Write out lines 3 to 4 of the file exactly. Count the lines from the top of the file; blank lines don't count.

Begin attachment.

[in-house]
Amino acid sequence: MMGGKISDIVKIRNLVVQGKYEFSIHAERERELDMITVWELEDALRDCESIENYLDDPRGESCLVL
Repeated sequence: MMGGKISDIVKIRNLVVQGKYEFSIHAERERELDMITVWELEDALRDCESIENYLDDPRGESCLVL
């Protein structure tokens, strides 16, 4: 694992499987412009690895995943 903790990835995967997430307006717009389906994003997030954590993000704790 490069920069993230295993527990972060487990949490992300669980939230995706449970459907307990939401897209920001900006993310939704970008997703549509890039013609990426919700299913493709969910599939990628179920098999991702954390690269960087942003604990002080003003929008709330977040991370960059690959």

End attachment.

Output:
Repeated sequence: MMGGKISDIVKIRNLVVQGKYEFSIHAERERELDMITVWELEDALRDCESIENYLDDPRGESCLVL
């Protein structure tokens, strides 16, 4: 694992499987412009690895995943 903790990835995967997430307006717009389906994003997030954590993000704790 490069920069993230295993527990972060487990949490992300669980939230995706449970459907307990939401897209920001900006993310939704970008997703549509890039013609990426919700299913493709969910599939990628179920098999991702954390690269960087942003604990002080003003929008709330977040991370960059690959």